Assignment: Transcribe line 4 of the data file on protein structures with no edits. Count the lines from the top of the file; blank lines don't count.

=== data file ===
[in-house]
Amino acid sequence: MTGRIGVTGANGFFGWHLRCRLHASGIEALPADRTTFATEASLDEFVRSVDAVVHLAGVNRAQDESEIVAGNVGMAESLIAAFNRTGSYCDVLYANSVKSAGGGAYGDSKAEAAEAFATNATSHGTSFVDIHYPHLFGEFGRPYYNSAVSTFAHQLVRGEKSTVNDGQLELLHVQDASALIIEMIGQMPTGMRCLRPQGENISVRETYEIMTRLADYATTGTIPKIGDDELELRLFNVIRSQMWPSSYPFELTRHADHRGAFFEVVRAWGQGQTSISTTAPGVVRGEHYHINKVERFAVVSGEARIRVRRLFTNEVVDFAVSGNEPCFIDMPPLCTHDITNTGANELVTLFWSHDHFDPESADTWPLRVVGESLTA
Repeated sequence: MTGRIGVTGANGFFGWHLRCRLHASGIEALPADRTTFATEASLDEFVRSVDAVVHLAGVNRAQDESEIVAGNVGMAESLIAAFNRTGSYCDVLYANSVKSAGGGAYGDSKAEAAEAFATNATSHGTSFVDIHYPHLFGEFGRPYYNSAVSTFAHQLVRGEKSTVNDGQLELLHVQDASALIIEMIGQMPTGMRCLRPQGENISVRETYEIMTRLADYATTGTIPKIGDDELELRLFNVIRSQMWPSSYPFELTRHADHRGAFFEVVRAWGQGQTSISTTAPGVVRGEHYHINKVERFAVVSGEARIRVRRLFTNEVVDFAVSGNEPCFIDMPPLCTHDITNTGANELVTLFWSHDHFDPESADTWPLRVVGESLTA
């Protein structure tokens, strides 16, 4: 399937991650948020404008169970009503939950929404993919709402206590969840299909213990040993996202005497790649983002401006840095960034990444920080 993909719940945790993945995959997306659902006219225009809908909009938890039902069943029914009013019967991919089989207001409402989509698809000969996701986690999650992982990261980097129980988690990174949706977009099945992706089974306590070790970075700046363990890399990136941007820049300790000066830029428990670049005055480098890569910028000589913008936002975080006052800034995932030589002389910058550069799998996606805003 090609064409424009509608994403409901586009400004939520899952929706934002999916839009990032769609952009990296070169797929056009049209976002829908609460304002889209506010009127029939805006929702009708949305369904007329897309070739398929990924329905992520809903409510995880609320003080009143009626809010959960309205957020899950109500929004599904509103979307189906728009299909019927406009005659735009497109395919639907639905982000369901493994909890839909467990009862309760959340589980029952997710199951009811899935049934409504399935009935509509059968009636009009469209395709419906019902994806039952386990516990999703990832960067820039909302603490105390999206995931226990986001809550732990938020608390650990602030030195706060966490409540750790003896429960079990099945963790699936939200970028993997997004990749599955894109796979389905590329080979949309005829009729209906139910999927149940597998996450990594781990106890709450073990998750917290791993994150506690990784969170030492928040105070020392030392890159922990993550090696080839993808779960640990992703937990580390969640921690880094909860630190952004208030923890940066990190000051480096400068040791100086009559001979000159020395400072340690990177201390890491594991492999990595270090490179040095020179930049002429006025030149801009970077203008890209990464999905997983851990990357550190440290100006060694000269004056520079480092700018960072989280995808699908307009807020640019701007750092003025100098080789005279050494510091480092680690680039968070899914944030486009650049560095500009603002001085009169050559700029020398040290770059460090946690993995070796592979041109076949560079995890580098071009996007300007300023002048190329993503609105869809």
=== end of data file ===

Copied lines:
């Protein structure tokens, strides 16, 4: 399937991650948020404008169970009503939950929404993919709402206590969840299909213990040993996202005497790649983002401006840095960034990444920080 993909719940945790993945995959997306659902006219225009809908909009938890039902069943029914009013019967991919089989207001409402989509698809000969996701986690999650992982990261980097129980988690990174949706977009099945992706089974306590070790970075700046363990890399990136941007820049300790000066830029428990670049005055480098890569910028000589913008936002975080006052800034995932030589002389910058550069799998996606805003 090609064409424009509608994403409901586009400004939520899952929706934002999916839009990032769609952009990296070169797929056009049209976002829908609460304002889209506010009127029939805006929702009708949305369904007329897309070739398929990924329905992520809903409510995880609320003080009143009626809010959960309205957020899950109500929004599904509103979307189906728009299909019927406009005659735009497109395919639907639905982000369901493994909890839909467990009862309760959340589980029952997710199951009811899935049934409504399935009935509509059968009636009009469209395709419906019902994806039952386990516990999703990832960067820039909302603490105390999206995931226990986001809550732990938020608390650990602030030195706060966490409540750790003896429960079990099945963790699936939200970028993997997004990749599955894109796979389905590329080979949309005829009729209906139910999927149940597998996450990594781990106890709450073990998750917290791993994150506690990784969170030492928040105070020392030392890159922990993550090696080839993808779960640990992703937990580390969640921690880094909860630190952004208030923890940066990190000051480096400068040791100086009559001979000159020395400072340690990177201390890491594991492999990595270090490179040095020179930049002429006025030149801009970077203008890209990464999905997983851990990357550190440290100006060694000269004056520079480092700018960072989280995808699908307009807020640019701007750092003025100098080789005279050494510091480092680690680039968070899914944030486009650049560095500009603002001085009169050559700029020398040290770059460090946690993995070796592979041109076949560079995890580098071009996007300007300023002048190329993503609105869809």